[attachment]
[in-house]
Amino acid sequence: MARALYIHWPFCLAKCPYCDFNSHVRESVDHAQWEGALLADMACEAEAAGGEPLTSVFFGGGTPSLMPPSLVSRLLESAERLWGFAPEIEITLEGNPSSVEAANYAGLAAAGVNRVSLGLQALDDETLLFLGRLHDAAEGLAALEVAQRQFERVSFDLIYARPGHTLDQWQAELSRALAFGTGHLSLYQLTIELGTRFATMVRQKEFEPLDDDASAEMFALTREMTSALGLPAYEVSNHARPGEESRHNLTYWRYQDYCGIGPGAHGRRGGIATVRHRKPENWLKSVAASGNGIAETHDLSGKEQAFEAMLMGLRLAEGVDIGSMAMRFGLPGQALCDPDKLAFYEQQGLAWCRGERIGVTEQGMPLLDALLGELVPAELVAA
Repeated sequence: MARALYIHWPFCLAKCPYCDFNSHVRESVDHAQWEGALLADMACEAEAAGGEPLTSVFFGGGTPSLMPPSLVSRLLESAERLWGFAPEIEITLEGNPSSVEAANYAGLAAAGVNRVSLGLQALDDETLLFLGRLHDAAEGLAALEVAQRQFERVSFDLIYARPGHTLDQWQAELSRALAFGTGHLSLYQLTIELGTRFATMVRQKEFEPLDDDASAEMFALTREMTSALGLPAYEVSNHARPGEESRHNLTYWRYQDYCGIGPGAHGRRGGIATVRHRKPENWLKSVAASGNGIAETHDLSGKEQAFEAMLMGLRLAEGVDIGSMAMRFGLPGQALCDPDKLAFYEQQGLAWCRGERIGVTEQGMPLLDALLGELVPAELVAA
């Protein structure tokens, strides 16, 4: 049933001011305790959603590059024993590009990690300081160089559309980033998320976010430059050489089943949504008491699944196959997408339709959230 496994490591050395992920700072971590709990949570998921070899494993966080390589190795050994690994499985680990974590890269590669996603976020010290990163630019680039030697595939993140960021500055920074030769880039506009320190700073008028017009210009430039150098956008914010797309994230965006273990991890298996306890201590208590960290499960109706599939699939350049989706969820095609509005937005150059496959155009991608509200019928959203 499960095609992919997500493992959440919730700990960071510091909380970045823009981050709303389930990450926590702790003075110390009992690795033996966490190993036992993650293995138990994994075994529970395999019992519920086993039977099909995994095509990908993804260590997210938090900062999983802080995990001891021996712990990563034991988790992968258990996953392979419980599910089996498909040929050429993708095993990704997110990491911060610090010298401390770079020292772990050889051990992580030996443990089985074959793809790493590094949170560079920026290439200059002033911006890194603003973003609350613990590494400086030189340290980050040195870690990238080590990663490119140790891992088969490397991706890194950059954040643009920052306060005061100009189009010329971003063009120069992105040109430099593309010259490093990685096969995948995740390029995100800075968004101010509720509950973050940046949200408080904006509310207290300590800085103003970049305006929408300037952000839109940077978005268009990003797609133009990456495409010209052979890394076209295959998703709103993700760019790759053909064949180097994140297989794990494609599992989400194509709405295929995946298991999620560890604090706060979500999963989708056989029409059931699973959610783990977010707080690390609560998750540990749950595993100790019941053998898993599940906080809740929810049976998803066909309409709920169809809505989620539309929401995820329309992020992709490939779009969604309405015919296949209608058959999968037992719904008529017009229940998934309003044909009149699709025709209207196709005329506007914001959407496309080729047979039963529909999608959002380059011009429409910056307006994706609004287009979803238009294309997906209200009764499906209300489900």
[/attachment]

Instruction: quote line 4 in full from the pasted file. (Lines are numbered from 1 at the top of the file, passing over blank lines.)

């Protein structure tokens, strides 16, 4: 049933001011305790959603590059024993590009990690300081160089559309980033998320976010430059050489089943949504008491699944196959997408339709959230 496994490591050395992920700072971590709990949570998921070899494993966080390589190795050994690994499985680990974590890269590669996603976020010290990163630019680039030697595939993140960021500055920074030769880039506009320190700073008028017009210009430039150098956008914010797309994230965006273990991890298996306890201590208590960290499960109706599939699939350049989706969820095609509005937005150059496959155009991608509200019928959203 499960095609992919997500493992959440919730700990960071510091909380970045823009981050709303389930990450926590702790003075110390009992690795033996966490190993036992993650293995138990994994075994529970395999019992519920086993039977099909995994095509990908993804260590997210938090900062999983802080995990001891021996712990990563034991988790992968258990996953392979419980599910089996498909040929050429993708095993990704997110990491911060610090010298401390770079020292772990050889051990992580030996443990089985074959793809790493590094949170560079920026290439200059002033911006890194603003973003609350613990590494400086030189340290980050040195870690990238080590990663490119140790891992088969490397991706890194950059954040643009920052306060005061100009189009010329971003063009120069992105040109430099593309010259490093990685096969995948995740390029995100800075968004101010509720509950973050940046949200408080904006509310207290300590800085103003970049305006929408300037952000839109940077978005268009990003797609133009990456495409010209052979890394076209295959998703709103993700760019790759053909064949180097994140297989794990494609599992989400194509709405295929995946298991999620560890604090706060979500999963989708056989029409059931699973959610783990977010707080690390609560998750540990749950595993100790019941053998898993599940906080809740929810049976998803066909309409709920169809809505989620539309929401995820329309992020992709490939779009969604309405015919296949209608058959999968037992719904008529017009229940998934309003044909009149699709025709209207196709005329506007914001959407496309080729047979039963529909999608959002380059011009429409910056307006994706609004287009979803238009294309997906209200009764499906209300489900």